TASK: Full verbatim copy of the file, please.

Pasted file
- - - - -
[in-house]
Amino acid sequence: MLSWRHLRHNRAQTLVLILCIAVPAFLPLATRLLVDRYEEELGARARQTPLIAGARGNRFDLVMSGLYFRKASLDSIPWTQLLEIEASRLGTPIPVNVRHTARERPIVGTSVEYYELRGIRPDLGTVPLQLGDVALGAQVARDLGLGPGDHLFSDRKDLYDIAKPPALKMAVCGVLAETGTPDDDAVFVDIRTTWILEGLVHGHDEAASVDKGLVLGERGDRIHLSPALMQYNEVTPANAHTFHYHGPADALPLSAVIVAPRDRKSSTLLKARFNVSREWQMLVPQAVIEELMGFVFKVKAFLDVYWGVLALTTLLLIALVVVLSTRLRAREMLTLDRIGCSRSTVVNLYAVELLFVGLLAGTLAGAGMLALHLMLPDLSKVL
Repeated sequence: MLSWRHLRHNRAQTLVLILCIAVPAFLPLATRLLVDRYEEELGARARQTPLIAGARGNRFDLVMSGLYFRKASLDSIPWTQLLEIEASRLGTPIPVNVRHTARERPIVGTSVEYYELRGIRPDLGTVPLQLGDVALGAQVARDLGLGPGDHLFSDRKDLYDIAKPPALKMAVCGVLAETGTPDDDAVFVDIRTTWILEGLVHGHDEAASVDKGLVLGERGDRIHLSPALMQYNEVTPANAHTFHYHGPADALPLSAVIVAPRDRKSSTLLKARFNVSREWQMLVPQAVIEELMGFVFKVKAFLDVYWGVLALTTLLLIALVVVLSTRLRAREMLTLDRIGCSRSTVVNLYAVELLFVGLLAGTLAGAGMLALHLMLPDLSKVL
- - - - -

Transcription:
[in-house]
Amino acid sequence: MLSWRHLRHNRAQTLVLILCIAVPAFLPLATRLLVDRYEEELGARARQTPLIAGARGNRFDLVMSGLYFRKASLDSIPWTQLLEIEASRLGTPIPVNVRHTARERPIVGTSVEYYELRGIRPDLGTVPLQLGDVALGAQVARDLGLGPGDHLFSDRKDLYDIAKPPALKMAVCGVLAETGTPDDDAVFVDIRTTWILEGLVHGHDEAASVDKGLVLGERGDRIHLSPALMQYNEVTPANAHTFHYHGPADALPLSAVIVAPRDRKSSTLLKARFNVSREWQMLVPQAVIEELMGFVFKVKAFLDVYWGVLALTTLLLIALVVVLSTRLRAREMLTLDRIGCSRSTVVNLYAVELLFVGLLAGTLAGAGMLALHLMLPDLSKVL
Repeated sequence: MLSWRHLRHNRAQTLVLILCIAVPAFLPLATRLLVDRYEEELGARARQTPLIAGARGNRFDLVMSGLYFRKASLDSIPWTQLLEIEASRLGTPIPVNVRHTARERPIVGTSVEYYELRGIRPDLGTVPLQLGDVALGAQVARDLGLGPGDHLFSDRKDLYDIAKPPALKMAVCGVLAETGTPDDDAVFVDIRTTWILEGLVHGHDEAASVDKGLVLGERGDRIHLSPALMQYNEVTPANAHTFHYHGPADALPLSAVIVAPRDRKSSTLLKARFNVSREWQMLVPQAVIEELMGFVFKVKAFLDVYWGVLALTTLLLIALVVVLSTRLRAREMLTLDRIGCSRSTVVNLYAVELLFVGLLAGTLAGAGMLALHLMLPDLSKVL